Pulmonary hypertension (PH) is a progressive disease with high morbidity and mortality with mutations in BMPR2 a predisposing factor in this disease. A hallmark of the subcellular alterations in this disease, in man and in experimental models, includes enlarged vacuolated endothelial and smooth muscle cells with increased endoplasmic reticulum and Golgi stacks ("megalocytosis") in pulmonary arterial lesions. We propose a novel disease-initiating mechanism at the subcellular level - a dysfunction of intracellular trafficking (the Golgi blockade hypothesis). We shall investigate this mechanism in human PH and in experimental models (monocrotaline, hypoxia, BMPR2R899X mutation) using in vivo-derived materials and in experiments in cell culture. Predicted consequences include trapping of vesicle tethers, SNAREs and SNAPs in the Golgi and subcellular mislocalization of N-ethylmaleimide sensitive factor (NSF), and of cargo such as eNOS and vasorelevant growth factor recetors (SNAREing pulmonary hypertension), Distal consequences include enhanced cytokine and growth factor signaling, promitogenic signaling and DNA synthesis, resistance to apoptosis, increased cell size and cell migration and thus reduction of the vascular lumen.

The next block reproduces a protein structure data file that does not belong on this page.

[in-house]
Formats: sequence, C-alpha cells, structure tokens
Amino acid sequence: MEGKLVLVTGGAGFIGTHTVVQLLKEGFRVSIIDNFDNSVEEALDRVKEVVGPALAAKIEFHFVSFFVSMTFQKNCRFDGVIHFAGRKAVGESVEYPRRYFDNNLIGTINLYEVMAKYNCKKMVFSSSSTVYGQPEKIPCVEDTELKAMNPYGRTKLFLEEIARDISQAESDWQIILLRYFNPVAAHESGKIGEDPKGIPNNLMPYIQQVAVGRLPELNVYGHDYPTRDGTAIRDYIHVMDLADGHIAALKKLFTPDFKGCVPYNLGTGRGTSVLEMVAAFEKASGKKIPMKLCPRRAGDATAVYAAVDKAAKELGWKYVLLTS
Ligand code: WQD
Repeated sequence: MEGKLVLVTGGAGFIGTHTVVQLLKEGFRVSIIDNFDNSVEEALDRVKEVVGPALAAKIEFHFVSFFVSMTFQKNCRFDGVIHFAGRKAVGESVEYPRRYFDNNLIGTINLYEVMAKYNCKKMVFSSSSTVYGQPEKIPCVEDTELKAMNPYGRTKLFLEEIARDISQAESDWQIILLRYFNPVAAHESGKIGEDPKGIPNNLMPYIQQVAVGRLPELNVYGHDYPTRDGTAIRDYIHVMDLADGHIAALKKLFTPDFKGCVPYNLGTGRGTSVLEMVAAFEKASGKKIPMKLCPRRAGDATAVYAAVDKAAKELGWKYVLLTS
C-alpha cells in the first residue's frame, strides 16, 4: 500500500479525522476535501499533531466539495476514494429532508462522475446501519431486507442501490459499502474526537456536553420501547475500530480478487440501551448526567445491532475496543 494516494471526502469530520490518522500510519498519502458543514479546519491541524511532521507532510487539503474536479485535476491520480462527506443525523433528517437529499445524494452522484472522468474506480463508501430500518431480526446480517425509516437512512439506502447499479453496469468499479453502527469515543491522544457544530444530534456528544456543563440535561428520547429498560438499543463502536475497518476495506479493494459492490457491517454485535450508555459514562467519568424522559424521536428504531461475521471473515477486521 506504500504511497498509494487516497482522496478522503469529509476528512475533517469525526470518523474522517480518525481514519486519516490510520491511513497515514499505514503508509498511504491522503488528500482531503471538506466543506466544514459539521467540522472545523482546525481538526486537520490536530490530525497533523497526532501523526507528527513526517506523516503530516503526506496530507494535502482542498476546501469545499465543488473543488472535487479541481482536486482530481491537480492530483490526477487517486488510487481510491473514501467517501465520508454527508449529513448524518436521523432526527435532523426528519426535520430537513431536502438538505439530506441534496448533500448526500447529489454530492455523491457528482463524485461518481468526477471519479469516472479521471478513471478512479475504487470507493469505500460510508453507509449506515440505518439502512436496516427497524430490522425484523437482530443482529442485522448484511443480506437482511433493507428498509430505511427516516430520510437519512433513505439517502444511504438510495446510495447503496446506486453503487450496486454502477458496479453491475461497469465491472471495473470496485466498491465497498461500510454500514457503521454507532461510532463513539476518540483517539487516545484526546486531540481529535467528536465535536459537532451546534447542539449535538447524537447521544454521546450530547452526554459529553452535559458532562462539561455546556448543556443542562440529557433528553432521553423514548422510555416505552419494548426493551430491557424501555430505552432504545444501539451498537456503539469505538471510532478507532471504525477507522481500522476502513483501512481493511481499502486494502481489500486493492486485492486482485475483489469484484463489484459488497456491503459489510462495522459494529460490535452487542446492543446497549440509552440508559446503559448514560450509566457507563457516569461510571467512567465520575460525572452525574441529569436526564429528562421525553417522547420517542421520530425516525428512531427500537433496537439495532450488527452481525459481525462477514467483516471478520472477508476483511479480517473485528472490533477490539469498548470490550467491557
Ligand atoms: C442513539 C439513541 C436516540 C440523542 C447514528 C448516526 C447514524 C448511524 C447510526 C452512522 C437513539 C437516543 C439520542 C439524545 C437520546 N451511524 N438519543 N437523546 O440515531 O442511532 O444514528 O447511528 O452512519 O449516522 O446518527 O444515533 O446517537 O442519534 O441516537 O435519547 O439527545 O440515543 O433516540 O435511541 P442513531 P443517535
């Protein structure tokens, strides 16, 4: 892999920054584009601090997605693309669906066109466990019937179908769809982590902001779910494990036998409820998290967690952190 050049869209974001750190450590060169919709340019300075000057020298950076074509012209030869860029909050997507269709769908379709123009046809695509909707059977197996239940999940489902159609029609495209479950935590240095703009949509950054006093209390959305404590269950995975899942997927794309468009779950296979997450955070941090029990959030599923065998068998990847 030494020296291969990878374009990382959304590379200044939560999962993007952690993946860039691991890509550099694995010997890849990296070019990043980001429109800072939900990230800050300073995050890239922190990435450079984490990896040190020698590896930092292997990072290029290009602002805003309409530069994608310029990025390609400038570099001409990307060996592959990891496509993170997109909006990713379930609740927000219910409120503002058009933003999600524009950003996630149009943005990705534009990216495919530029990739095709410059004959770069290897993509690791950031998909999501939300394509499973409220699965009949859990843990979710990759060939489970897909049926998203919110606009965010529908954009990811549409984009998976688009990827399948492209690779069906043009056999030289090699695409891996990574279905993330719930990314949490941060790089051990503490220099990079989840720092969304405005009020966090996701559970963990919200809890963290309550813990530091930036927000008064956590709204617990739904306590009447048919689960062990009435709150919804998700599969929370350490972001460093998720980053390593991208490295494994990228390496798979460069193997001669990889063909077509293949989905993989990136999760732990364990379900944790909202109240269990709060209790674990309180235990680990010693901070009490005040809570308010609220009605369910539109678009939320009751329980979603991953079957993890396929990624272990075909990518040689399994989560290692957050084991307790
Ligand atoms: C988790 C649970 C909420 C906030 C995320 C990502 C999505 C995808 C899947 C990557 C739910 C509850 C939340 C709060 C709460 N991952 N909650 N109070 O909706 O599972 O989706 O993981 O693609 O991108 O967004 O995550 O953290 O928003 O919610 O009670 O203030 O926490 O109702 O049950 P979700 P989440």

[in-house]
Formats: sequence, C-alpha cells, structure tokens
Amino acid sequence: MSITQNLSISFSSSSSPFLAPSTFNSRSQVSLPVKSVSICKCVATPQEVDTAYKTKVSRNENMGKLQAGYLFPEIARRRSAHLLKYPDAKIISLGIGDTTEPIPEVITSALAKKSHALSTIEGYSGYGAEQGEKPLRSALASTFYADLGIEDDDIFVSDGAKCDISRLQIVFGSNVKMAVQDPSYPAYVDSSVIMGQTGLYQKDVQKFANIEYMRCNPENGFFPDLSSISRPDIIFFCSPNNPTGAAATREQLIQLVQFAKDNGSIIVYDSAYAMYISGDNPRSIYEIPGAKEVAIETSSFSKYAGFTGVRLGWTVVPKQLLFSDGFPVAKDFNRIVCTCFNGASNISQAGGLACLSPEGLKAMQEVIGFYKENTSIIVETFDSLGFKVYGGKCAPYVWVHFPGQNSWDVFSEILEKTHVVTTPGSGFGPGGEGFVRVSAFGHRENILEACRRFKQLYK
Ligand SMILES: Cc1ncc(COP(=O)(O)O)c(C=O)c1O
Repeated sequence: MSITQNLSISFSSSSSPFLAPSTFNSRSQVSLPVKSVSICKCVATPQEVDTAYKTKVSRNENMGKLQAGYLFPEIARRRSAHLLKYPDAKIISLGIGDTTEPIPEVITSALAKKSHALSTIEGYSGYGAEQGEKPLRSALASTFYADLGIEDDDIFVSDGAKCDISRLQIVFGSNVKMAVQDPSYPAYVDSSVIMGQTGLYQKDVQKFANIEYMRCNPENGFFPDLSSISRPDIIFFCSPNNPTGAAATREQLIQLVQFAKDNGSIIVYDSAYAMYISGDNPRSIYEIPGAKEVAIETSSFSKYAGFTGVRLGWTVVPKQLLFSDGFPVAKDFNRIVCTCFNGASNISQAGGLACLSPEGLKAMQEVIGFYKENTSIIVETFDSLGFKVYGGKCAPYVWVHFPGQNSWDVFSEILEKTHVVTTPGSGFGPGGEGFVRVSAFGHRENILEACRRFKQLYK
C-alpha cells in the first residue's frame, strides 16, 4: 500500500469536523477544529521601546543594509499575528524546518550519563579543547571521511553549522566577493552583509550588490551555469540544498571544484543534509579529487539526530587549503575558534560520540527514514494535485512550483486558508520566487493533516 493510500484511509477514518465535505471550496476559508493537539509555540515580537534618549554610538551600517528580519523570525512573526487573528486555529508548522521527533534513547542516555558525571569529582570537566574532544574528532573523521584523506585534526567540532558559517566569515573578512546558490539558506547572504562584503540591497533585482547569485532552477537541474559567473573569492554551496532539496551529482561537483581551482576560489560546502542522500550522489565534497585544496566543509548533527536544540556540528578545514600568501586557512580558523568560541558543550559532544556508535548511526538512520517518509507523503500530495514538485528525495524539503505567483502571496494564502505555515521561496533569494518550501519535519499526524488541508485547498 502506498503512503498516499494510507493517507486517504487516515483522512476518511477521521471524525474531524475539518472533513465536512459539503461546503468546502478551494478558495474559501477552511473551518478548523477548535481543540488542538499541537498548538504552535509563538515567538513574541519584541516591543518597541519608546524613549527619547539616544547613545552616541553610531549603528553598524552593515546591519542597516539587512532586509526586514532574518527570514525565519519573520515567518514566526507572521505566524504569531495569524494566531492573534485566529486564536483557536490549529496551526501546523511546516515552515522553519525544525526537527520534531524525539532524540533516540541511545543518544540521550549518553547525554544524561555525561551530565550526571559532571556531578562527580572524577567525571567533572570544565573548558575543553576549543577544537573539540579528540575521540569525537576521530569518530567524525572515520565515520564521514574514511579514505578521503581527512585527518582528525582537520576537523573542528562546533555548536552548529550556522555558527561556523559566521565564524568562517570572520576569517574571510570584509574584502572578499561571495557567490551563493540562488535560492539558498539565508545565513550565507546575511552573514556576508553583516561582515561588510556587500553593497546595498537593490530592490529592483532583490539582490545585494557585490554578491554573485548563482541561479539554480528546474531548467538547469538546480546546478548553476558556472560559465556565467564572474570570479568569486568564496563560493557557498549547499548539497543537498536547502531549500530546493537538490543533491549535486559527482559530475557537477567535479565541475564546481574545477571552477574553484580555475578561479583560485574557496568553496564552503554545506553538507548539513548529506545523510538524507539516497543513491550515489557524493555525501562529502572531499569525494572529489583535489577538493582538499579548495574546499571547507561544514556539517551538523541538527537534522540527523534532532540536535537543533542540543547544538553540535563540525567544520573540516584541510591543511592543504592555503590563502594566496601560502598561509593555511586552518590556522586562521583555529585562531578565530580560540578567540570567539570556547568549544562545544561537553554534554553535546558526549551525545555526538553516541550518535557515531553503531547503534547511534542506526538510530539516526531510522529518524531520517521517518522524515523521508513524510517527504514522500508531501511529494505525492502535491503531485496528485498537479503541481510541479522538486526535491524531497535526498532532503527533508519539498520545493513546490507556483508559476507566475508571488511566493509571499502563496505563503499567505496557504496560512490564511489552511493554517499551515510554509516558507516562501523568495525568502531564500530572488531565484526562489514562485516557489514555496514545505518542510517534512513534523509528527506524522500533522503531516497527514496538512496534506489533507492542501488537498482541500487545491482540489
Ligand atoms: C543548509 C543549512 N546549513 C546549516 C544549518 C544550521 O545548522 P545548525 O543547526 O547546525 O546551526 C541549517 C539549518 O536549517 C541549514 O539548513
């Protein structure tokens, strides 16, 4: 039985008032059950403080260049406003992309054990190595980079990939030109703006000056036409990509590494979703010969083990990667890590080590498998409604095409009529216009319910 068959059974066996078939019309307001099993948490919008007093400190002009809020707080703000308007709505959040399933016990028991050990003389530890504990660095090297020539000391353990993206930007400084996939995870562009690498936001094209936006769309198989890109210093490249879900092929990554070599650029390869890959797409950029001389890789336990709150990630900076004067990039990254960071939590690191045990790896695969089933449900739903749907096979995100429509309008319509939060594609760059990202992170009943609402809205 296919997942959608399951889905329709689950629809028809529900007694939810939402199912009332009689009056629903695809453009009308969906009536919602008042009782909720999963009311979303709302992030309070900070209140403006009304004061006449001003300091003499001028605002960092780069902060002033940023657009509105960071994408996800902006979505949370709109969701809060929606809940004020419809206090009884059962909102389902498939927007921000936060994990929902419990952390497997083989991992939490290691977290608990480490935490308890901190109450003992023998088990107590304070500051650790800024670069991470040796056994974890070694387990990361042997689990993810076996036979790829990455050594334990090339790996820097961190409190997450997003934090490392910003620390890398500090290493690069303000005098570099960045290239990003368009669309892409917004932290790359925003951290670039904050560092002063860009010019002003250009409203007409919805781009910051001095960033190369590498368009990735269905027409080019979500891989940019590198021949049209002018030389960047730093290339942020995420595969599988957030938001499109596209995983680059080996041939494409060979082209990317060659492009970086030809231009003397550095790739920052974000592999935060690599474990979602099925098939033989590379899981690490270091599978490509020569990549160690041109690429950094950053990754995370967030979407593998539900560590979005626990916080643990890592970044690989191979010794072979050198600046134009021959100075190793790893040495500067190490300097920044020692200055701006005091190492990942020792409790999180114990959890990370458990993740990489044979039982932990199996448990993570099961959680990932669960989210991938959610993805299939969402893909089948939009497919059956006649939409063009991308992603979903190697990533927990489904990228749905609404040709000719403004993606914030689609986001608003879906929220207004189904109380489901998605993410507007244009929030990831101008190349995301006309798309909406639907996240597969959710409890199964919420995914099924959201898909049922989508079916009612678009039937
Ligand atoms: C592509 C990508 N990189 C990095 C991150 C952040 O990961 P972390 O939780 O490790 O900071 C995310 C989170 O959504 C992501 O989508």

In Aim 1 (in vivo studies) we shall link the Golgi blockade hypothesis to the pathophysiology of idiopathic PH in man, in the monocrotaline and hypoxia models of PH in the rat, and in the BMPR2 R899X transgenic mouse.
In Aim 2 (cell culture studies) we shall investigate the initiation mechanisms that lead to Golgi blockade and defects in intracellular trafficking in response to MCTP, hypoxia and BMPR2 mutants with a focus on NSF and the proximal mechanistic events involved.
In Aim 3 (cell culture studies) we shall investigate some of the distal trafficking consequences of disruption of intracellular trafficking by MCTP, hypoxia and BMPR mutants.
. Pulmonary arterial hypertension (PH) is a progressive fatal lung disease in man. We propose an all together novel way of thinking about the cause of this fatal disease. We suggest that the endothelial and smooth muscle cells that line the arterial blood vessels in the lung become bigger and increase in number because of a defect in cellular machinery that handles the movement of proteins within these cells. This leads to a blockage of the blood vessels. The proposed mechanism opens up new ways of thinking about how to treat this disease.
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